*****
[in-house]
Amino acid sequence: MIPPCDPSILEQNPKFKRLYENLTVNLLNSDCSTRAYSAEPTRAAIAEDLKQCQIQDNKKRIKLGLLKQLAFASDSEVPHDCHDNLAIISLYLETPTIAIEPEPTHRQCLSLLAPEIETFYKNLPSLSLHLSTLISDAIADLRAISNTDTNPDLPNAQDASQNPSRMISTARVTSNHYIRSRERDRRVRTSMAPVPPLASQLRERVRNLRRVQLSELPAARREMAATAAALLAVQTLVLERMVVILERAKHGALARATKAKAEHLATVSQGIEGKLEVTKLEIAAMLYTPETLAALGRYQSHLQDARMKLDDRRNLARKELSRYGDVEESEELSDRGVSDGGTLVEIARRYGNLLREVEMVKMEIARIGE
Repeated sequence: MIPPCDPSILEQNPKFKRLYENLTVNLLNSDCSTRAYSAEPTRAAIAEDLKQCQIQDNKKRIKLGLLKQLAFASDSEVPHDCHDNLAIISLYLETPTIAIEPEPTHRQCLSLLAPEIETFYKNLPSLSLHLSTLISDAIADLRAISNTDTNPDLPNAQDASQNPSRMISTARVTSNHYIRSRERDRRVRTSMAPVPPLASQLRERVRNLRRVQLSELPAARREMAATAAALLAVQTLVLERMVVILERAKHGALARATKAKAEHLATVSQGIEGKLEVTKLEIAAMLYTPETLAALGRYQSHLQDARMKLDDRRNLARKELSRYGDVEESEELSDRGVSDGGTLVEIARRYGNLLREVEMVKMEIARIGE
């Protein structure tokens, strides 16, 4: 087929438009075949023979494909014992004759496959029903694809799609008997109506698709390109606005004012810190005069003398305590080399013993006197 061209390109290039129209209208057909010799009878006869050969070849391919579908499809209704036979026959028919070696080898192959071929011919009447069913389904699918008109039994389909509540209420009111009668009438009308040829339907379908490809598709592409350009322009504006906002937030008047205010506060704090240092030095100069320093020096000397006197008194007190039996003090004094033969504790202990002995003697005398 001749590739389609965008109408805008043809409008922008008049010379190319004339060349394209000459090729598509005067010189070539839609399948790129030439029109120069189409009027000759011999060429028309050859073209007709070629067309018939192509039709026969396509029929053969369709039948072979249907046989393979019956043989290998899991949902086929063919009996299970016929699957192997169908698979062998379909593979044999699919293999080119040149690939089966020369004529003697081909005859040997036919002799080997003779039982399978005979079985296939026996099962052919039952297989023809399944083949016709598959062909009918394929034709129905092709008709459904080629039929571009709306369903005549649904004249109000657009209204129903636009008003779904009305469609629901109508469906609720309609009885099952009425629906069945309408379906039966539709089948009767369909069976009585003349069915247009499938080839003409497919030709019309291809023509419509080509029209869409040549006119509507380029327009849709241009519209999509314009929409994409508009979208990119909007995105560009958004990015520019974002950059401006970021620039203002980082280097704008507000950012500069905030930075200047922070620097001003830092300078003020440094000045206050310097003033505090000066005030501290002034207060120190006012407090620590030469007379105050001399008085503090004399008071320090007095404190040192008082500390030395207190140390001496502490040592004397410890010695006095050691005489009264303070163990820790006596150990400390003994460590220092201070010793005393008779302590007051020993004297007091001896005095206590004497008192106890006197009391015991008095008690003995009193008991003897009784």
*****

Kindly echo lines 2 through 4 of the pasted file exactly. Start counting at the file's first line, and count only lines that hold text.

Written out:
Amino acid sequence: MIPPCDPSILEQNPKFKRLYENLTVNLLNSDCSTRAYSAEPTRAAIAEDLKQCQIQDNKKRIKLGLLKQLAFASDSEVPHDCHDNLAIISLYLETPTIAIEPEPTHRQCLSLLAPEIETFYKNLPSLSLHLSTLISDAIADLRAISNTDTNPDLPNAQDASQNPSRMISTARVTSNHYIRSRERDRRVRTSMAPVPPLASQLRERVRNLRRVQLSELPAARREMAATAAALLAVQTLVLERMVVILERAKHGALARATKAKAEHLATVSQGIEGKLEVTKLEIAAMLYTPETLAALGRYQSHLQDARMKLDDRRNLARKELSRYGDVEESEELSDRGVSDGGTLVEIARRYGNLLREVEMVKMEIARIGE
Repeated sequence: MIPPCDPSILEQNPKFKRLYENLTVNLLNSDCSTRAYSAEPTRAAIAEDLKQCQIQDNKKRIKLGLLKQLAFASDSEVPHDCHDNLAIISLYLETPTIAIEPEPTHRQCLSLLAPEIETFYKNLPSLSLHLSTLISDAIADLRAISNTDTNPDLPNAQDASQNPSRMISTARVTSNHYIRSRERDRRVRTSMAPVPPLASQLRERVRNLRRVQLSELPAARREMAATAAALLAVQTLVLERMVVILERAKHGALARATKAKAEHLATVSQGIEGKLEVTKLEIAAMLYTPETLAALGRYQSHLQDARMKLDDRRNLARKELSRYGDVEESEELSDRGVSDGGTLVEIARRYGNLLREVEMVKMEIARIGE
């Protein structure tokens, strides 16, 4: 087929438009075949023979494909014992004759496959029903694809799609008997109506698709390109606005004012810190005069003398305590080399013993006197 061209390109290039129209209208057909010799009878006869050969070849391919579908499809209704036979026959028919070696080898192959071929011919009447069913389904699918008109039994389909509540209420009111009668009438009308040829339907379908490809598709592409350009322009504006906002937030008047205010506060704090240092030095100069320093020096000397006197008194007190039996003090004094033969504790202990002995003697005398 001749590739389609965008109408805008043809409008922008008049010379190319004339060349394209000459090729598509005067010189070539839609399948790129030439029109120069189409009027000759011999060429028309050859073209007709070629067309018939192509039709026969396509029929053969369709039948072979249907046989393979019956043989290998899991949902086929063919009996299970016929699957192997169908698979062998379909593979044999699919293999080119040149690939089966020369004529003697081909005859040997036919002799080997003779039982399978005979079985296939026996099962052919039952297989023809399944083949016709598959062909009918394929034709129905092709008709459904080629039929571009709306369903005549649904004249109000657009209204129903636009008003779904009305469609629901109508469906609720309609009885099952009425629906069945309408379906039966539709089948009767369909069976009585003349069915247009499938080839003409497919030709019309291809023509419509080509029209869409040549006119509507380029327009849709241009519209999509314009929409994409508009979208990119909007995105560009958004990015520019974002950059401006970021620039203002980082280097704008507000950012500069905030930075200047922070620097001003830092300078003020440094000045206050310097003033505090000066005030501290002034207060120190006012407090620590030469007379105050001399008085503090004399008071320090007095404190040192008082500390030395207190140390001496502490040592004397410890010695006095050691005489009264303070163990820790006596150990400390003994460590220092201070010793005393008779302590007051020993004297007091001896005095206590004497008192106890006197009391015991008095008690003995009193008991003897009784």